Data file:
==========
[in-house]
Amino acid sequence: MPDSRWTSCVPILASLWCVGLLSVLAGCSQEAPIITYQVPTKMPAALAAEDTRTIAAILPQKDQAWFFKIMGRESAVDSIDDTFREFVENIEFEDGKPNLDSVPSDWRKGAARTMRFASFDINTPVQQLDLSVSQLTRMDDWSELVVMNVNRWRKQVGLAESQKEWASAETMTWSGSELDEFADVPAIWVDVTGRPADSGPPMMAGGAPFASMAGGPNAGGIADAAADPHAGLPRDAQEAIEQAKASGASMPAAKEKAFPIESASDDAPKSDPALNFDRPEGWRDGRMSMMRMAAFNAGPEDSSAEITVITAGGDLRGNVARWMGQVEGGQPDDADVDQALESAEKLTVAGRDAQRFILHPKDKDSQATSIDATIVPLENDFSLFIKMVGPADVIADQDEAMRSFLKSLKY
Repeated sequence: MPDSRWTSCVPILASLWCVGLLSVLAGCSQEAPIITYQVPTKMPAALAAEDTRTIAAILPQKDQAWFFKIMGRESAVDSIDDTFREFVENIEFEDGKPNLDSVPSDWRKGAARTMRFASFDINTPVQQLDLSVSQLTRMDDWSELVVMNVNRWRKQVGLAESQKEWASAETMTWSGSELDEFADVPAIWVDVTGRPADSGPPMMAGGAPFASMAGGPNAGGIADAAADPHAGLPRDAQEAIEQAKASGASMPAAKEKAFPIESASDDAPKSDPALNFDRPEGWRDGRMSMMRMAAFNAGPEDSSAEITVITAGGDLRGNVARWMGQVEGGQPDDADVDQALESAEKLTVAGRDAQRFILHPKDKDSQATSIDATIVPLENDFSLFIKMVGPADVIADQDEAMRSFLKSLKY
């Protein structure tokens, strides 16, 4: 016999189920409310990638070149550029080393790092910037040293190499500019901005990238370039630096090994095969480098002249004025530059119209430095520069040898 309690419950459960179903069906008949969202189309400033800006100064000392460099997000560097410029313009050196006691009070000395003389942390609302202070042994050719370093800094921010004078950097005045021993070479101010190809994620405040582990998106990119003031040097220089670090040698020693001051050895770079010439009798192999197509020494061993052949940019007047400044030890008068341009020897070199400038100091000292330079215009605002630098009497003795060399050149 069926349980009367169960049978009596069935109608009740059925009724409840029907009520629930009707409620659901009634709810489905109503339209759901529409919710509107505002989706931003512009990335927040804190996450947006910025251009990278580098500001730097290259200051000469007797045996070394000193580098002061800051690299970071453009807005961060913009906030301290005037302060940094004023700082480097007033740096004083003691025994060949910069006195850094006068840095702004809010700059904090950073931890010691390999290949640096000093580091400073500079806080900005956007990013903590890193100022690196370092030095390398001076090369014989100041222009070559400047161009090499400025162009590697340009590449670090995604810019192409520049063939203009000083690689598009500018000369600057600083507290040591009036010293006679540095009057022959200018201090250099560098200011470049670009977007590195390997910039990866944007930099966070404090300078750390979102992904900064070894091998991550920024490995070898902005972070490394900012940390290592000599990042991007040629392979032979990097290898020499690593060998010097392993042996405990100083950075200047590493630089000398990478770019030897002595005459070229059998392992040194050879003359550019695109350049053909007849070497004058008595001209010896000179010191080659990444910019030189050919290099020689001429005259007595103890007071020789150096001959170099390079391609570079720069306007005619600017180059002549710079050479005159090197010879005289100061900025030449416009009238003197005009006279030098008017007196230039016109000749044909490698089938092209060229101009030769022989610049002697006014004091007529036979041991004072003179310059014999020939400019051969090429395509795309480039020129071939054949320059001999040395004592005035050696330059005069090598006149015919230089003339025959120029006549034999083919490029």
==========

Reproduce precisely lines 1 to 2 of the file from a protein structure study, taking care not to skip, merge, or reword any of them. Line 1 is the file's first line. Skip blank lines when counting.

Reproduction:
[in-house]
Amino acid sequence: MPDSRWTSCVPILASLWCVGLLSVLAGCSQEAPIITYQVPTKMPAALAAEDTRTIAAILPQKDQAWFFKIMGRESAVDSIDDTFREFVENIEFEDGKPNLDSVPSDWRKGAARTMRFASFDINTPVQQLDLSVSQLTRMDDWSELVVMNVNRWRKQVGLAESQKEWASAETMTWSGSELDEFADVPAIWVDVTGRPADSGPPMMAGGAPFASMAGGPNAGGIADAAADPHAGLPRDAQEAIEQAKASGASMPAAKEKAFPIESASDDAPKSDPALNFDRPEGWRDGRMSMMRMAAFNAGPEDSSAEITVITAGGDLRGNVARWMGQVEGGQPDDADVDQALESAEKLTVAGRDAQRFILHPKDKDSQATSIDATIVPLENDFSLFIKMVGPADVIADQDEAMRSFLKSLKY